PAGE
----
No offense to Eric Boulton, but he was one of the last guys I’d have thought would show up Ilya Kovalchuk, last night at Philips Arena. But show him up he did — with a hat trick. It was quite the spectacle. A guy who grinds it out every night making mere pennies compared to his former teammate. A guy who has to claw and scratch to earn that money and his place on the team every night.
And you really do have to hand it to him. If Kovalchuk feels humiliated by the way this season is going, having a hat trick scored against your team by a fourth-liner from the team you turned your back on … that’s gotta be hard on the ego. So applause to Boulton!
Special props to “NHL On the Fly” for saying (with great enthusiasm) something along the lines of “We’ll have much more from Eric Boulton later in the program!” Has to be the first time he’s been used as a teaser. Let’s enjoy the moment.
Not so long ago, soon-to-be unrestricted free agent Ilya Kovalchuk was one of the subjects of a television program here in Russia called “Millionaires on Ice.” Will he stay in North America? Will he come home to Russia? This clip gives some interesting insights into Kovalchuk the player, as well as Kovalchuk the personality.
Below is the video, along with my translation.
Translation by Goddess Thorkhild.
Ilya Kovalchuk: I have a lot of American acquaintances, but as for friends or people with whom I communicate with, they are very few. Because the mentality is different anyway.
At IIHF Worlds in Quebec in 2008 our hockey players won the title for the first time in 15 years. We won’t have this victory without Ilya Kovalchuk. The decisive final seemed to be lost to Canada. But 5 minutes before the end of 3d period Kovalchuk scored and equalized. 4-4. And in the overtime the precise shot by Ilya was the golden.
In the hot American state of Georgia, Ilya Kovalchuk arrived from Tver in 2001. He was just 18, and he went to Atlanta alone. His father, who had always accompanied his son, refused to fly with him this time. He thought Ilya wasn’t mature enough for the NHL, but he proved the opposite. He became the most recognizable player on the Atlanta Thrashers at once.
Ilya Kovalchuk: [At first] I always wanted to go home, and during the first two or three years after the final whistle, I took my things and ran away from here and flew to Moscow –- I missed my friends and parents.
Lyubov Kovalchuk: When he goes to Tver, he immediately phones [asking] “mom, will I have potato with mushrooms?” You will, you will.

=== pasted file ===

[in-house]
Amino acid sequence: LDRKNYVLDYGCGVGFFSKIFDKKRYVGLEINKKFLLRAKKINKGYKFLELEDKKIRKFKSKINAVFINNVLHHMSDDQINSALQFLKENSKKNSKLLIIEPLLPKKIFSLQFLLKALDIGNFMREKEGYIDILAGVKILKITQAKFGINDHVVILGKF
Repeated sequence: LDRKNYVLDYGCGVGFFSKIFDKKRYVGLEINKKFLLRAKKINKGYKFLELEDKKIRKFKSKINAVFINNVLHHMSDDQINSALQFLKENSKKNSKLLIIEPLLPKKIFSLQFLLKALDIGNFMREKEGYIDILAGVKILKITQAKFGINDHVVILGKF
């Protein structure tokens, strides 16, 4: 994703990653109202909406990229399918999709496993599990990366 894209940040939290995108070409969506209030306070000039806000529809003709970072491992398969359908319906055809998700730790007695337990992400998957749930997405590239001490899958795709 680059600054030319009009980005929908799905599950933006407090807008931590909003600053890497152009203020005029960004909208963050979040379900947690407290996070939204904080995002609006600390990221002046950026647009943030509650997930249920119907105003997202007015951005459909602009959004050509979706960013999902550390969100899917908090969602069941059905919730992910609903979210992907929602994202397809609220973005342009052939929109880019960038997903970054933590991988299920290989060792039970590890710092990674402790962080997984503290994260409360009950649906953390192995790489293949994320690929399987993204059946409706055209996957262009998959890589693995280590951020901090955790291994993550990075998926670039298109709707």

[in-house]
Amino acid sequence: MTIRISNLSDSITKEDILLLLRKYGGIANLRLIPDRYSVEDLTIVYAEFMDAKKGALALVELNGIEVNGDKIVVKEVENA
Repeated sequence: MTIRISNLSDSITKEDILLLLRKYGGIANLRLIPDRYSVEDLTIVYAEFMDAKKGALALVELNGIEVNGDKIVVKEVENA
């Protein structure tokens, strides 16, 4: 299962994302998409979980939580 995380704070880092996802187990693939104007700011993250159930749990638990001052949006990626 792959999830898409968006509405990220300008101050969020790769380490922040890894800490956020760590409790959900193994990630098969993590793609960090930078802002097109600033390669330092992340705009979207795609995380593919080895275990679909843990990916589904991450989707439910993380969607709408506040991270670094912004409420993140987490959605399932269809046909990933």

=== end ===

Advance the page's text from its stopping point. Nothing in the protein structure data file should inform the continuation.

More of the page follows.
The Americans at once shortened the surname “Kovalchuk” to a name short and convenient for them: “Kovy.” Ilya got used to that rather fast. But he is still grated by relations among people in America.
Ilya Kovalchuk: [Here] you go to the restaurant — you pay for yourself, and you pay for yourself. It’s unacceptable for us, right? What a man would let a lady pay for him?
His father taught him to skate. Valery Nikolaevich taught his son to work till exhaustion on hockey tricks and shots. Since age 15 Ilya trained in Tver in the mornings, and went to Moscow in the evenings to play for Spartak’s junior team. In Atlanta Kovalchuk plays wearing number 17, on Team Russia he wears number 71. On Team Russia, the number 17 is retired forever in memory of the legendary Valery Kharlamov. He is Kovalchuk’s idol. Professionals notice -– Ilya, like Valery once did, is able to take the game on himself and to decide the result of any game. If you’re compared with Kharlamov you’re a true superstar.
After three years of bachelor life in America Kovalchuk decided to marry a Russian only. Nicole is half Lithuanian, half Russian. In 2003 she sang with the pop group Mirage. Then she met Ilya. They had common friends. Nicole still sings.
Nicole: In the shower, in the car, for the children, to the smallest I sing lullabies, of course.
Ilya and Nicole married in church in Moscow in Novodevichiy Monastery.
Nicole:: Yes, it happened after three years after our first meeting, after birth of Carolina. You know, I never asked “When will it happen? Let’s get married.” I think the man should come to this decision himself.
Ilya Kovalchuk: My mom and dad lived together for 30-35 years, and they had such a united family, that’s why they grew us in the same way. So I knew that if I was making such a step, I should do it only once in my life.
Ilya Kovalchuk: I have my family, I have my small world in Atlanta, because I try not to get scattered, and to pay as much time as possible to my family, wife and children.
Nicole thinks that the main thing for a hockey player’s wife is a skill to have patience and wait. But then the meetings are especially joyful.